// person->set_occupation("chief plumbing officer");

When there are no more references to occupation in code, we can remove the field from the .proto. We need to keep a comment that no future fields can use the tag number 3. If a future field accidentally uses this tag number for a different purpose, we may not get an error - any strings in tag number 3 will be interpreted as the new field, because protocol buffers do not store any type information aside from tag numbers.

A tombstone left by a dead field may look like this:

message Person {
  optional int32 id = 1;
  required string name = 2;
  // 3 is deprecated.

  enum Country { ... }

Note that this procedure would not work if the occupation field was initially marked as required, because required changes the binary serialization format. You would need to stop using the Person message altogether to get rid of the no longer required field.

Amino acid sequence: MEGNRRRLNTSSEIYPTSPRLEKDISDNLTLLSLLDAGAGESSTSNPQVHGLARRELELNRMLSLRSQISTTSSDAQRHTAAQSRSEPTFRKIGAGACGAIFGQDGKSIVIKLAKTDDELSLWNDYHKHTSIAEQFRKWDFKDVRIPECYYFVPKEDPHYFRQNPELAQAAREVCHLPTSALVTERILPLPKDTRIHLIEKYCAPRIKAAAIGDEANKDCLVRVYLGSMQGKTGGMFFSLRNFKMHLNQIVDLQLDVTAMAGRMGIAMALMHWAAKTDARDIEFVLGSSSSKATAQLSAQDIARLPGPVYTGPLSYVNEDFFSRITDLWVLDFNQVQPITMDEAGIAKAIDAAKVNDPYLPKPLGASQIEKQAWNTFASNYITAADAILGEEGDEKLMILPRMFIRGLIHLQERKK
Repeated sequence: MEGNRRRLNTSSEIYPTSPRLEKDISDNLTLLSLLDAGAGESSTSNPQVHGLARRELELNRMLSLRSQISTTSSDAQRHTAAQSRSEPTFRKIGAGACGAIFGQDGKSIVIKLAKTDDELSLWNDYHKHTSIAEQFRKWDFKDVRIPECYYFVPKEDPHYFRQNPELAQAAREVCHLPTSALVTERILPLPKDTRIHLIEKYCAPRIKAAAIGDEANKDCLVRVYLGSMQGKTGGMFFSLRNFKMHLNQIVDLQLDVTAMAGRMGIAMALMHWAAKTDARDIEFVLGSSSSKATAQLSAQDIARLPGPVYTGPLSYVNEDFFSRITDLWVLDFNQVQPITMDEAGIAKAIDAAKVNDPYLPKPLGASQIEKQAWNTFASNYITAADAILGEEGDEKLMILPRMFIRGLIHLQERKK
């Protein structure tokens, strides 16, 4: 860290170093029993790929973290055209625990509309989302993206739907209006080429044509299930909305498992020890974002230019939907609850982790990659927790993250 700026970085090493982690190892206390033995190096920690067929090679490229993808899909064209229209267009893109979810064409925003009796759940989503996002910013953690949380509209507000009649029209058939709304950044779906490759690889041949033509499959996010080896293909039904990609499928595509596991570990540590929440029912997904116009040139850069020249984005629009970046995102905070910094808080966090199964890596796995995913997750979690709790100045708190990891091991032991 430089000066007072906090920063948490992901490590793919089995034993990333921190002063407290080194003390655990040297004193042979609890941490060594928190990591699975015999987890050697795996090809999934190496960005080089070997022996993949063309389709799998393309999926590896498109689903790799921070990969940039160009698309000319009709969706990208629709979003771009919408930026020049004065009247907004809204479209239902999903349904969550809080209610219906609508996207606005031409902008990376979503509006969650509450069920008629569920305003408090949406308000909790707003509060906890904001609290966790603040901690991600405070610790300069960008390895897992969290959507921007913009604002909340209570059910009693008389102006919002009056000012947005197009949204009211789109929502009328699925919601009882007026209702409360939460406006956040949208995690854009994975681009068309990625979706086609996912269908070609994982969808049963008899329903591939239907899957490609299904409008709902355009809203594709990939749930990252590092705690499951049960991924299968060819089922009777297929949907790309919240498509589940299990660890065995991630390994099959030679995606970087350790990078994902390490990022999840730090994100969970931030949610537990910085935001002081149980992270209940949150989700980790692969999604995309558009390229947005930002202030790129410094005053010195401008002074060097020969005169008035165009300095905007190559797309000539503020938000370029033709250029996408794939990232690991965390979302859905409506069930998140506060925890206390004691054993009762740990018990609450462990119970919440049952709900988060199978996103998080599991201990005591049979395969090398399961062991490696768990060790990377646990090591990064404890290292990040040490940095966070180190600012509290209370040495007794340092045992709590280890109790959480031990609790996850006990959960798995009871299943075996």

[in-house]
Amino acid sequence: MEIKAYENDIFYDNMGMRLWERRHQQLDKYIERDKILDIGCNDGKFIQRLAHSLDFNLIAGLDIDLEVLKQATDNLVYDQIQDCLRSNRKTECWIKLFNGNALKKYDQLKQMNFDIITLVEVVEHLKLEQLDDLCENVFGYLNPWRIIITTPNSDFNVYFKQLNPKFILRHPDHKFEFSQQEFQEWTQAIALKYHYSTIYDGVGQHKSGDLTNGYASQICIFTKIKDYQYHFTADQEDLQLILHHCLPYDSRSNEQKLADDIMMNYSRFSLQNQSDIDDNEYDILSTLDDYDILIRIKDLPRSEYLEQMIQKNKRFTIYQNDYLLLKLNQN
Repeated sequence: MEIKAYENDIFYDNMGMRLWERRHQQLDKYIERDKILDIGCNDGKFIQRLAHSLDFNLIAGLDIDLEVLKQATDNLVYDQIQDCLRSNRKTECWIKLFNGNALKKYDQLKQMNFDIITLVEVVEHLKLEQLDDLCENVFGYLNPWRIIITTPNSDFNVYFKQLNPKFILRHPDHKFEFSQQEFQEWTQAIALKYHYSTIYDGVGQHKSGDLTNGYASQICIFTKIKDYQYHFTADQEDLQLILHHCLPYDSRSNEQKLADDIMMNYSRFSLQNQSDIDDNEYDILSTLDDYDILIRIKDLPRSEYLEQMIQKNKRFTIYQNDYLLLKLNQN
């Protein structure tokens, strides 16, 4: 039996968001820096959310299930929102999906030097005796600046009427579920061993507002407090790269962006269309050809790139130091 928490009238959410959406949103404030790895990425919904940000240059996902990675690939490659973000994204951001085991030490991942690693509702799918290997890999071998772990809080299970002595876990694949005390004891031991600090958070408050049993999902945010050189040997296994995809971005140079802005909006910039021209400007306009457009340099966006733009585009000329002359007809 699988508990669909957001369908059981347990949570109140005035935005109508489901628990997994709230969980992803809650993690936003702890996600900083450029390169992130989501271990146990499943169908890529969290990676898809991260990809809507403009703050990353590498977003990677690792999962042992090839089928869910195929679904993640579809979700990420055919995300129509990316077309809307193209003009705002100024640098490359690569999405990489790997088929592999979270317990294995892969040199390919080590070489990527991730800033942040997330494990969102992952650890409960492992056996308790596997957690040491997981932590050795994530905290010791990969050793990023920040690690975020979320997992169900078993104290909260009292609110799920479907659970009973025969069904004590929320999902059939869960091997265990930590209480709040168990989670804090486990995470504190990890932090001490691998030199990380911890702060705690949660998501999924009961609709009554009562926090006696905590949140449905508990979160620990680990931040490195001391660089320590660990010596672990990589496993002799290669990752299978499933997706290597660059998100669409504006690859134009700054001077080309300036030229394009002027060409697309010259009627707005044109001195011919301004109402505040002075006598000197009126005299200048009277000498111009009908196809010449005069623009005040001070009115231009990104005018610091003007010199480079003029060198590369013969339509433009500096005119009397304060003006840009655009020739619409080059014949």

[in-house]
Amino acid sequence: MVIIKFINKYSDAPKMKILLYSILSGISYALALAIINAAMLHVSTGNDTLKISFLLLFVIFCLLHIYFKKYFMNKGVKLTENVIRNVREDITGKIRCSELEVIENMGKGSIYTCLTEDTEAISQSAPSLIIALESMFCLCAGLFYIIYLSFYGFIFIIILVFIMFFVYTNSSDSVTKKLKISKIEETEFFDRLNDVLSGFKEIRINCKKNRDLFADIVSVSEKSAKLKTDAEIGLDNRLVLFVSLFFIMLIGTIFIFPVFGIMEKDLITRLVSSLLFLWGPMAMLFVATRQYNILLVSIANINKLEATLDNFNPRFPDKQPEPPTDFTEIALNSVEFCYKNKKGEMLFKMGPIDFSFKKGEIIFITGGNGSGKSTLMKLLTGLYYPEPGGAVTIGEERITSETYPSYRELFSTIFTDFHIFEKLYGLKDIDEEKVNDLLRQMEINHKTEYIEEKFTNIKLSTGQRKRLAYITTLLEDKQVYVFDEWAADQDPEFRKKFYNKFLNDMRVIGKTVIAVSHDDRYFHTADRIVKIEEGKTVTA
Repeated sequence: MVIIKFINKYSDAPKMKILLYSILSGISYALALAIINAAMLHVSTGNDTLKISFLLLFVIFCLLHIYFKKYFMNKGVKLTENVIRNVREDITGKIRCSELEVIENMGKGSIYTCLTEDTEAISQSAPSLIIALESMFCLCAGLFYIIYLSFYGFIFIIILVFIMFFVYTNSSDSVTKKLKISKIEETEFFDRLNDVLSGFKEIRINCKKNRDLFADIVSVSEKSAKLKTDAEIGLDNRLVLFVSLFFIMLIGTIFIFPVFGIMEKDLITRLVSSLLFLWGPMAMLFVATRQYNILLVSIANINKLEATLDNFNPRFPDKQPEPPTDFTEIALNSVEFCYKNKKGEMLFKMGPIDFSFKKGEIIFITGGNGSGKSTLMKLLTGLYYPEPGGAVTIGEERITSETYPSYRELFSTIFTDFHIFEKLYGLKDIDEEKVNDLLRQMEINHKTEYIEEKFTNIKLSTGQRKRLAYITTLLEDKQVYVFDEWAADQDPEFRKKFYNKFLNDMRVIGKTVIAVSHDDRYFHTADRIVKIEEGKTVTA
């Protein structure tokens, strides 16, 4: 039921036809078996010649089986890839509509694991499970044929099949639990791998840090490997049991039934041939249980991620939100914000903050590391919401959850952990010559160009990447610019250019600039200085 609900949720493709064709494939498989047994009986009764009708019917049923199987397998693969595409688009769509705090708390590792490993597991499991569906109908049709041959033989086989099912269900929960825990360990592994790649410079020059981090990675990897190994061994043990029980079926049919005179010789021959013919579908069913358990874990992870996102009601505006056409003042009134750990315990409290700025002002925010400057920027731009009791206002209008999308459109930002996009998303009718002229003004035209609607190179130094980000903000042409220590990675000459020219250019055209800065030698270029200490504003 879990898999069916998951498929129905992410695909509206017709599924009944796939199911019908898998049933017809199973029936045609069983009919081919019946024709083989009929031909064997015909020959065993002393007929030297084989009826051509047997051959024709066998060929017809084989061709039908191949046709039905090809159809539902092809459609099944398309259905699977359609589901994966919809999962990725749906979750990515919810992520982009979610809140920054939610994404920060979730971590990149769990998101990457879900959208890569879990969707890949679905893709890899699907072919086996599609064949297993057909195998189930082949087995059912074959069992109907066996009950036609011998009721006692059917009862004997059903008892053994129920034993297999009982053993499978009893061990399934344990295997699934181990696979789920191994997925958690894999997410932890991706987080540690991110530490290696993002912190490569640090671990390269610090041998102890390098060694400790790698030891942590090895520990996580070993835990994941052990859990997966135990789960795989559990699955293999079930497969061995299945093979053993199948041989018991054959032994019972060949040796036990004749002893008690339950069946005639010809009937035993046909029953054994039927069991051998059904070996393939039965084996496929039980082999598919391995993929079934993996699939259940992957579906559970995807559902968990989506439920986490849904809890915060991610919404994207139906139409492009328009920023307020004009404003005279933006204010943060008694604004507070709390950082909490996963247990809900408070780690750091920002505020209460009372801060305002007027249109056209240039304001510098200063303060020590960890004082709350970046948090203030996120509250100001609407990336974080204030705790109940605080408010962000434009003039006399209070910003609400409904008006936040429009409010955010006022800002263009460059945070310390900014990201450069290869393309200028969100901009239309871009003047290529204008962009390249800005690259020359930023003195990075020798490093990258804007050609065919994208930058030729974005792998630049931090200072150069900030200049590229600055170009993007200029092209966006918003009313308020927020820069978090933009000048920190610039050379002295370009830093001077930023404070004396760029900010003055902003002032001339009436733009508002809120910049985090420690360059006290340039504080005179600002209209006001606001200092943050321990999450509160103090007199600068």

When we wish to add a new field to a message, we can just add it as optional (or repeated) and make new code deal with cases when this new field is missing.

This “future safety” is an important feature of protocol buffers. In a Google-scale codebase, some protocol buffers may be used by hundreds of users across multiple products. Because you can gradually add or remove support for fields, changes can be performed in small, manageable chunks. There is no 1200-line “cleanup commit” that changes 1000 files everywhere from AdWords to YouTube - every affected piece of code can be adjusted in an isolated change.

For further reading about Protocol Buffers, you can have a look at the documentation or at the GitHub source at google/protobuf. Wikipedia also has a neat article.